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Flashcards in Random Organ systems - endo Deck (105)
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61

Define osteitis fibrosa cystica

cystic bone spaces w/ brown fibrous tissue => bone pain

62

Labs of primary hyperparathyroidism

increased serum PTH, Ca+, alk phos (due to osteoblast turned on)
decreased serum phosphate

increased urinary cAMP (PTH stimulates Gs receptor)

63

What is MCC of secondary hyperparathyroidism?

chronic renal failure => excess PTH extrinsic to parathyroid gland

64

Labs of secondary hyperparathyroidism

increased PTH, phosphate, alk phos
decreased serum Ca+

65

What are causes of hypoparathyroidism?

AI damage, surgical excision, DiGeorge syndrome

66

Presentation of hypoparathyroidism?

numbness/tingling & muscle spasms (tetany) => Trousseau's sign (BP cuff), Chavsofic sign (tap on jaw)

67

Labs for hypoparathyroidism

low PTH & low serum Ca+

68

What is the cause of pseudohypoparathyroidism?

organs not responding to PTH so hypocalcemia w/ elevated PTH

69

The end organ resistance of pseudohypoparathyroidism is due to what?

AD mutation in Gs protein assoc w/ short stature & short 4th & 5th digits

70

What causes type I DM? What is it associated with?

autoimmune destruction of Beta cells of T lymphocytes => Ab against insulin leading to inflammation of islets

Assoc w/ HLA-DR3 & DR4

71

What are the clinical features of a type I DM patient in DKA?

hyperglycemia (>300)
anion gap metabolic acidosis due to ketoacids in blood
hyperkalemia but getting losses in urine so ends in low body potassium bc it is not in cells
Kussmaul respirations, mental change, fruity breath

72

Tx of DKA

fluids,
insulin
replacement of electrolytes w/ K+

73

What is the mechanism of insulin resistance in type II DM?

decreased numbers of insulin receptors on skeletal muscle & adipose tissue

74

How does insulin concentration change during the course of type II DM?

rises due to resistance then very decreased bc of Beta cell exhaustion

amyloid deposits

75

Tx of type II DM

weight loss (1st always);
Rx to counter insulin resistance;
end stage is insulin dependent

76

What is a risk for uncontrolled type II DM? How does it present?

hyperosmolar non-ketotic coma => very very high glucose leading to life threatening diuresis causing hypoTN & coma w/ absent ketones (small amounts of insulin counteracts glucagon)

77

Vascular complications of DM?

NEG of vascular BM =>

NEG of large/medium vessels leads to atherosclerosis;
NEG of small vessels leads to hyaline arteriosclerosis;
NEG of Hgb leads to HbA1c (marker of glycemic control)

78

What cells/structures are at risk for osmotic damage due to high sugar?

Schwann cells => basis of neuropathy in diabetics
Pericytes in retina blood vessels => aneurysm causing rupture to blindness
lens

79

Pancreatic endocrine tumors are associated with what?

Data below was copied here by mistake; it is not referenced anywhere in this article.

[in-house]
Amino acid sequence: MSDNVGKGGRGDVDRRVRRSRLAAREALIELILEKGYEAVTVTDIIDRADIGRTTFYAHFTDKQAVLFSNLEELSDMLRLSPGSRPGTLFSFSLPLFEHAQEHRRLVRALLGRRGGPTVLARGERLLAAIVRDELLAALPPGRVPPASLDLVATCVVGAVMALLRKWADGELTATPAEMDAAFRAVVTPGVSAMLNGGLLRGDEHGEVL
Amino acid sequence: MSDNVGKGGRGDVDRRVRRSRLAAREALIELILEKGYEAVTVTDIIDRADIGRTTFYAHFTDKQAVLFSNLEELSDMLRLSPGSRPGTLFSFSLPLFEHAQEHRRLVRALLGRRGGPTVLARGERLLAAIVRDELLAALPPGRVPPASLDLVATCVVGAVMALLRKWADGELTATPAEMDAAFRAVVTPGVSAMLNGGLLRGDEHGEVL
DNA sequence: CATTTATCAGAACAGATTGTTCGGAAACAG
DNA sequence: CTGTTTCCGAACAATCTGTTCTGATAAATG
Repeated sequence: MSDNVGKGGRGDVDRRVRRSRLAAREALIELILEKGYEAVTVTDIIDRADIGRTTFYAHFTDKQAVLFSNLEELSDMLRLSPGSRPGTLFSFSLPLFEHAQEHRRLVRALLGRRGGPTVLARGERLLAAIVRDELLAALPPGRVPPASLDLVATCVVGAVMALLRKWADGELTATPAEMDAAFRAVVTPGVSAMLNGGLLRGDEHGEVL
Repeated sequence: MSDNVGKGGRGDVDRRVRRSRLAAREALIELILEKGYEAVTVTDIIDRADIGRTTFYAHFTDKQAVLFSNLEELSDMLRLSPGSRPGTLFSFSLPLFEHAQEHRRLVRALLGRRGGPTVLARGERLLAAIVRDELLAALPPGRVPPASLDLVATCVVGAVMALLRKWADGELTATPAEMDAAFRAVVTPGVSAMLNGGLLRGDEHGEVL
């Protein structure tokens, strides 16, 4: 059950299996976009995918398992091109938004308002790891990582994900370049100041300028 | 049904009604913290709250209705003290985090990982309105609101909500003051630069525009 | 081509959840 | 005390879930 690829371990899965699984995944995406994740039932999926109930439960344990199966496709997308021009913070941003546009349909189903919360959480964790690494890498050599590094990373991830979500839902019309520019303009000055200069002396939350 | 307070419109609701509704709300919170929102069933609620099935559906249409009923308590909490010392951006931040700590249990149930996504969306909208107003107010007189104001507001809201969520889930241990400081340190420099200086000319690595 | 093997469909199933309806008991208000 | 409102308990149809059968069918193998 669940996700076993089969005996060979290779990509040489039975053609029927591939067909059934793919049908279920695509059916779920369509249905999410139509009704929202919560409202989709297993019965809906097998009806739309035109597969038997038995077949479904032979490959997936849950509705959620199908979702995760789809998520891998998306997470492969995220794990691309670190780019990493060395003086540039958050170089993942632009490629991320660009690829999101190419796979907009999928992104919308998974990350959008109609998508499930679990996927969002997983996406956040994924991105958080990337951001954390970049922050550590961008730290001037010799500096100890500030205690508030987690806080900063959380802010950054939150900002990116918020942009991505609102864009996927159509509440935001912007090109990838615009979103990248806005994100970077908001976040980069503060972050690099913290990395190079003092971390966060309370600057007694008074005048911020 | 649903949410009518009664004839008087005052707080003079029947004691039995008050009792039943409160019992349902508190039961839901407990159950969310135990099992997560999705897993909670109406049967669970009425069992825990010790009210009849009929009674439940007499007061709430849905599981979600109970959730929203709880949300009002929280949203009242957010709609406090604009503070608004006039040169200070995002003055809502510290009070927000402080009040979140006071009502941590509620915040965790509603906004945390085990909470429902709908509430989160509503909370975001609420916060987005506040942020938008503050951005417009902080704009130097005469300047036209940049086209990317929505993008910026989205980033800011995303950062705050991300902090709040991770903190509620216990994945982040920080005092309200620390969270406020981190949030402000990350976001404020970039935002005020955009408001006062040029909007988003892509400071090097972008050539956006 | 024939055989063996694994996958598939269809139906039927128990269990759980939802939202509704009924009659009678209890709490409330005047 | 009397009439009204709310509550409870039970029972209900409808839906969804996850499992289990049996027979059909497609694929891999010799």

MEN 1 => parathyroid hyperplasia & pituitary adenoma

80

How does an insulinoma present? what relieves Sx? What are the labs?

episodic hypoglycemia w/ mental changes relieved by glucose

low glucose;
high insulin & C peptide

81

Patient w/ Treatment resistant PUD. what is Dx?

Gastrinoma => ZE syndrome

can be multiple & extend into jejunum

82

Patient w/ low stomach pH along with gallstones & steatorrhea. Dx? Why the Sx?

Somatostatinoma
inhibits gastrin so achlorhydria
inhibits CCK => cholelithiasis & steatorrhea

83

Patient w/ watery diarrhea, hypokalemia, achlorhydria. Dx?

VIPoma

84

How does cortisol raise the blood sugar? What are the effects of the elevated blood glucose?

breakdown muscle causing weakness w/ thin extremities;

insulin is released to store fat on face, back, trunk

85

What is the mechanism of abdominal striae in Cushings?

ruptured blood vessels due to collagen damage

86

How does stress or any increase in cortisol raise HTN?

upregulate alpha-1 receptors on arterioles thus increasing effect of catecholamines (esp NE)

87

What are the 3 mechanisms by which cortisol leads to immune suppression?

1) inhibits phospholipase A2 => cannot produce arachidonic acid metabolites
2) inhibits IL-2
3) inhibits histamine release from mast cells

88

What are the 4 major causes of cushing syndrome?

MCC=> exogenous corticosteroids;
Primary adrenal adenoma, hyperplasia, or CA (one large & one atrophic adrenal gland)
ACTH secreting pituitary adenoma (hyperplastic adrenals);
paraneoplsatic ACTH secretion (bilateral hyperplastic adrenals)

89

Prolonged exogenous corticosteroids will result in what grossly?

atrophy of both adrenals

90

How would ATCH pituitary adenoma be differentiated from paraneoplastic ACTH secretion?

High dose dexamethasone (cortisol analog) then measure cortisol levels

If ACTH is suppressed then pituitary adenoma;

If no ACTH suppression then small cell lung CA